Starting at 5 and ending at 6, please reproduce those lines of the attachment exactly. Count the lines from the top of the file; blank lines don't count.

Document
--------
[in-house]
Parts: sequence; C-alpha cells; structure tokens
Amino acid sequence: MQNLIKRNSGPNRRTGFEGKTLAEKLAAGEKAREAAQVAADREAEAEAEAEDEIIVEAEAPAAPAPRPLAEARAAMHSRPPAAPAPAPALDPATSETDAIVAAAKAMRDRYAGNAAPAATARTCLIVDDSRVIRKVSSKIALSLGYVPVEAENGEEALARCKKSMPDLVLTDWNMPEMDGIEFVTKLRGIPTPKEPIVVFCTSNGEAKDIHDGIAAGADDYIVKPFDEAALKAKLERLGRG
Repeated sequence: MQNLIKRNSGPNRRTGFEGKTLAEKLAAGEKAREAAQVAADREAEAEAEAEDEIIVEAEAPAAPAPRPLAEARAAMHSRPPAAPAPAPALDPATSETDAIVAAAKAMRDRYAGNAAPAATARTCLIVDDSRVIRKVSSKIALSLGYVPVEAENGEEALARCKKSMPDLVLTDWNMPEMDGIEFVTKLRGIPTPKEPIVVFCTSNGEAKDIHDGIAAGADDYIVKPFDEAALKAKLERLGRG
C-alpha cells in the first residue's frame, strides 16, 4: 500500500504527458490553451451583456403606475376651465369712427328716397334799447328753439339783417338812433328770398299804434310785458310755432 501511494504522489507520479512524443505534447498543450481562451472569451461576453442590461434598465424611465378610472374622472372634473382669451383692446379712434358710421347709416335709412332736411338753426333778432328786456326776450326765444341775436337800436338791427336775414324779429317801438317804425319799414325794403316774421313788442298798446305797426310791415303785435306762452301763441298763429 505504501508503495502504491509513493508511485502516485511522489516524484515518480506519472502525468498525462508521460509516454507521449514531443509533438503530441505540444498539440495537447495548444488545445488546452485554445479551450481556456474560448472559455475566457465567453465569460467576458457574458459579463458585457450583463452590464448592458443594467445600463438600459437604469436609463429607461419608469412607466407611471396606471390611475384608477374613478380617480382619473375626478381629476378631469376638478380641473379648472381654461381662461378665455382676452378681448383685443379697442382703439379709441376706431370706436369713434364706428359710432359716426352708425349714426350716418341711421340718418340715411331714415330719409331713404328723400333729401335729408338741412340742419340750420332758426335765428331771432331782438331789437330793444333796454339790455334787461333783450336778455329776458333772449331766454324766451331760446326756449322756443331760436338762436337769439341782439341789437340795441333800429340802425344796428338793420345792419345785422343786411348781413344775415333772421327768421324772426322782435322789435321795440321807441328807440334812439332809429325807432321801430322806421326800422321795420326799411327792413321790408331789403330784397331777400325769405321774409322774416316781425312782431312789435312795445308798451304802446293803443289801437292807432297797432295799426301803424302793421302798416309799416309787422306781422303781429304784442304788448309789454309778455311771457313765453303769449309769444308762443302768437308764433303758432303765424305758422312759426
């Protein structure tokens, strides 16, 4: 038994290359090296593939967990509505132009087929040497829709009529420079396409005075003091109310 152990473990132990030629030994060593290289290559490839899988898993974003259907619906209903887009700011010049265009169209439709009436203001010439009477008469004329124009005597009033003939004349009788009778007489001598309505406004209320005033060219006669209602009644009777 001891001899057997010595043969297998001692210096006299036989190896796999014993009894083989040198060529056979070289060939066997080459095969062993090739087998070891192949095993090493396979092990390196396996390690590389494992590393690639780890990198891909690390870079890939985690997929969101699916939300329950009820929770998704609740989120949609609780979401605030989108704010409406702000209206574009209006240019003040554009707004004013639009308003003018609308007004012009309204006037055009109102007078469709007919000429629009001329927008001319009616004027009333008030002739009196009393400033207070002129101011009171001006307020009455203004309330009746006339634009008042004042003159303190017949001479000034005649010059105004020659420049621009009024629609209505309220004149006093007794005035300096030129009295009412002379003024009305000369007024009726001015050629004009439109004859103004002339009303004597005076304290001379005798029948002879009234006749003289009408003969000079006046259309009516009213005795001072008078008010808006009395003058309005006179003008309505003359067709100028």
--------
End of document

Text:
C-alpha cells in the first residue's frame, strides 16, 4: 500500500504527458490553451451583456403606475376651465369712427328716397334799447328753439339783417338812433328770398299804434310785458310755432 501511494504522489507520479512524443505534447498543450481562451472569451461576453442590461434598465424611465378610472374622472372634473382669451383692446379712434358710421347709416335709412332736411338753426333778432328786456326776450326765444341775436337800436338791427336775414324779429317801438317804425319799414325794403316774421313788442298798446305797426310791415303785435306762452301763441298763429 505504501508503495502504491509513493508511485502516485511522489516524484515518480506519472502525468498525462508521460509516454507521449514531443509533438503530441505540444498539440495537447495548444488545445488546452485554445479551450481556456474560448472559455475566457465567453465569460467576458457574458459579463458585457450583463452590464448592458443594467445600463438600459437604469436609463429607461419608469412607466407611471396606471390611475384608477374613478380617480382619473375626478381629476378631469376638478380641473379648472381654461381662461378665455382676452378681448383685443379697442382703439379709441376706431370706436369713434364706428359710432359716426352708425349714426350716418341711421340718418340715411331714415330719409331713404328723400333729401335729408338741412340742419340750420332758426335765428331771432331782438331789437330793444333796454339790455334787461333783450336778455329776458333772449331766454324766451331760446326756449322756443331760436338762436337769439341782439341789437340795441333800429340802425344796428338793420345792419345785422343786411348781413344775415333772421327768421324772426322782435322789435321795440321807441328807440334812439332809429325807432321801430322806421326800422321795420326799411327792413321790408331789403330784397331777400325769405321774409322774416316781425312782431312789435312795445308798451304802446293803443289801437292807432297797432295799426301803424302793421302798416309799416309787422306781422303781429304784442304788448309789454309778455311771457313765453303769449309769444308762443302768437308764433303758432303765424305758422312759426
């Protein structure tokens, strides 16, 4: 038994290359090296593939967990509505132009087929040497829709009529420079396409005075003091109310 152990473990132990030629030994060593290289290559490839899988898993974003259907619906209903887009700011010049265009169209439709009436203001010439009477008469004329124009005597009033003939004349009788009778007489001598309505406004209320005033060219006669209602009644009777 001891001899057997010595043969297998001692210096006299036989190896796999014993009894083989040198060529056979070289060939066997080459095969062993090739087998070891192949095993090493396979092990390196396996390690590389494992590393690639780890990198891909690390870079890939985690997929969101699916939300329950009820929770998704609740989120949609609780979401605030989108704010409406702000209206574009209006240019003040554009707004004013639009308003003018609308007004012009309204006037055009109102007078469709007919000429629009001329927008001319009616004027009333008030002739009196009393400033207070002129101011009171001006307020009455203004309330009746006339634009008042004042003159303190017949001479000034005649010059105004020659420049621009009024629609209505309220004149006093007794005035300096030129009295009412002379003024009305000369007024009726001015050629004009439109004859103004002339009303004597005076304290001379005798029948002879009234006749003289009408003969000079006046259309009516009213005795001072008078008010808006009395003058309005006179003008309505003359067709100028």